Here, we report the first documented case of anaphylaxis to Reandron 1000, a depot preparation of TU. This case is notable for the fact that the responsible agent was not the main active ingredient.
2. Case Presentation
A 16-year-old boy with primary hypogonadism due to bilaterally absent testes, but otherwise without remarkable medical history, was converted from monthly intramuscular injections of testosterone esters (Sustanon, Schering-Plough) to depot testosterone undecanoate (Reandron 1000, Bayer) due to debilitating fluctuations in mood and energy levels. There was significant improvement in symptoms on the depot preparation.
Within four minutes after his third dose was administered, he developed sweatiness, facial swelling, itching, urticaria, and sensation of throat obstruction with chest tightness. He was normotensive without tachycardia. He was treated with intravenous promethazine and hydrocortisone 250 mg and observed in an emergency department. Adrenaline (epinephrine) was not administered. The differential diagnosis of oil embolism was not pursued in view of the classical clinical features of anaphylaxis.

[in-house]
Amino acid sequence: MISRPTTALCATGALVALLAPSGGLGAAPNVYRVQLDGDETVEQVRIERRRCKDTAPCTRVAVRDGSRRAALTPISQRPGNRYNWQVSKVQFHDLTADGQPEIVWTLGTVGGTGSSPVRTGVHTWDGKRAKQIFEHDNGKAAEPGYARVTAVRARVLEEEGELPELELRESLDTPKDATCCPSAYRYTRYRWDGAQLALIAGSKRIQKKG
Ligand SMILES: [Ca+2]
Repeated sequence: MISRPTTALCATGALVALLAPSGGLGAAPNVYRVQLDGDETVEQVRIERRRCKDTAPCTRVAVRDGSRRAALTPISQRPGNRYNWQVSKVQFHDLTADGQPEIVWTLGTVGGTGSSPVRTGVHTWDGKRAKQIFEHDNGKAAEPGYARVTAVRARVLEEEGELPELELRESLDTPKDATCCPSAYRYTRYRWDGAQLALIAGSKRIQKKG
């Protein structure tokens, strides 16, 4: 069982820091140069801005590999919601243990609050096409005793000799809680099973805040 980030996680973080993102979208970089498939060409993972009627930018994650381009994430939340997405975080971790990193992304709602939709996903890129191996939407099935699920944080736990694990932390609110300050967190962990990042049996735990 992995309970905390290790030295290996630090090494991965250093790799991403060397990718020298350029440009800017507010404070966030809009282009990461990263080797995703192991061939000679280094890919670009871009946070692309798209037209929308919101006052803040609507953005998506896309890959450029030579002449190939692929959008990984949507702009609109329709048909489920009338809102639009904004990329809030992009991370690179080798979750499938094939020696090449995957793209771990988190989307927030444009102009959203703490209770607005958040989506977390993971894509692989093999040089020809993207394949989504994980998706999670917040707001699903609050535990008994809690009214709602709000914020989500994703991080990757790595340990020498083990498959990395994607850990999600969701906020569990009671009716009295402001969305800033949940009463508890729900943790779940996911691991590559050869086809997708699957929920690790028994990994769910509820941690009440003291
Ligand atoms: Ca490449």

A skin prick test found definite reaction to Reandron 1000 with a 10 × 8 mm wheal, but no reaction to testosterone esters gel or saline solution control. Testing of the components of Reandron 1000 found that non-skin-irritating concentrations of benzyl benzoate resulted in a 10 × 10 mm wheal and smaller peripheral lesions. Neither castor oil nor TU induced a response. His father was tested as a control and did not react to any of the components.
Since discontinuation of Reandron 1000, the patient has used topical testosterone ester gel and crystalline testosterone pellets were implanted subcutaneously. There have been no further episodes of anaphylaxis.